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Daughter-in-law lops off locks for love

Megan Diabo cut her hair on Tuesday as a way to show support for a family member currently battling cancer. (Courtesy Jon Jacobs)

Megan Diabo recently decided to chop off her long brunette locks because she wanted to make a difference.

The mother of three decided to donate a foot of her hair to someone special in her life that is currently battling cancer – her boyfriend’s mother, Carol Boyer Jacobs.

Boyer Jacobs was diagnosed with breast cancer in late 2016 after beating thyroid cancer 10 years ago. She started chemotherapy yesterday.

“There’s a lot of people fighting cancer right now, and his mother is recently battling it again,” said Diabo. “She was discussing trying to find a wig, so I figured the length that I have now, it’s the perfect length to donate. I figured maybe I could donate my hair to her, or anyone else for a wig.”

Diabo cut it at a hair salon on Tuesday morning and prior to the cut, her long locks were down to her waist, allowing for a foot-length donation.

“I was a little nervous last night thinking about it, trying to find photos of short hair, lengths, and styles,” Diabo told The Eastern Door shortly after her donation. “I finally found one that I really liked and just went with it. I plan on doing it again in another six years.”

“She is a caring and loving individual who did this act completely on her own. I am still in awe of her gesture!” said Boyer Jacobs.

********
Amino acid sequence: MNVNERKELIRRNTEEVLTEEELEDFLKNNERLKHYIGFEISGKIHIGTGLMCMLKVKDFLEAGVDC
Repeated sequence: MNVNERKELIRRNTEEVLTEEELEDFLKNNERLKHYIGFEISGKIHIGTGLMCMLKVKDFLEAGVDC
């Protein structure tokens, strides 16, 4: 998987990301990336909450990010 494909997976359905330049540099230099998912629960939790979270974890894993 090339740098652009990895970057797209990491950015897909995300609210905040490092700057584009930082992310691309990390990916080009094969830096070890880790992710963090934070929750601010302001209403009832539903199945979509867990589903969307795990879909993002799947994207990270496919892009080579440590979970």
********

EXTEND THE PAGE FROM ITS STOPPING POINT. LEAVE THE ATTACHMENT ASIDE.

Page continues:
Diabo is currently waiting to hear the word if it’s possible for her hair to be used for a wig specifically made for her mother-in-law.

“His mother was going to be speaking to her doctor to see if I could just give her the hair and they’ll make the wig for her,” she said. “As long as it can show her that there are people willing to support her.”

Even if it’s not possible, the hair will still be put to good use to be donated to a non-profit organization such as Locks of Love or the Canadian Cancer Society’s Pantene Beautiful Lengths campaign.

“I was looking all over online and there are certain places that they’ll take it there or you have to mail it,” said Diabo.

According to the Canadian Cancer Society, it takes eight to 15 ponytails to create one real-hair wig for women who have lost their hair as a result of cancer treatment.

“To me, hair isn’t that sentimental. It’s just hair to me, but to other people it’s more than just hair.

“More people should help or donate in anyway they can – whether it’s cancer or any other illness, whatever they can do it for another person.”

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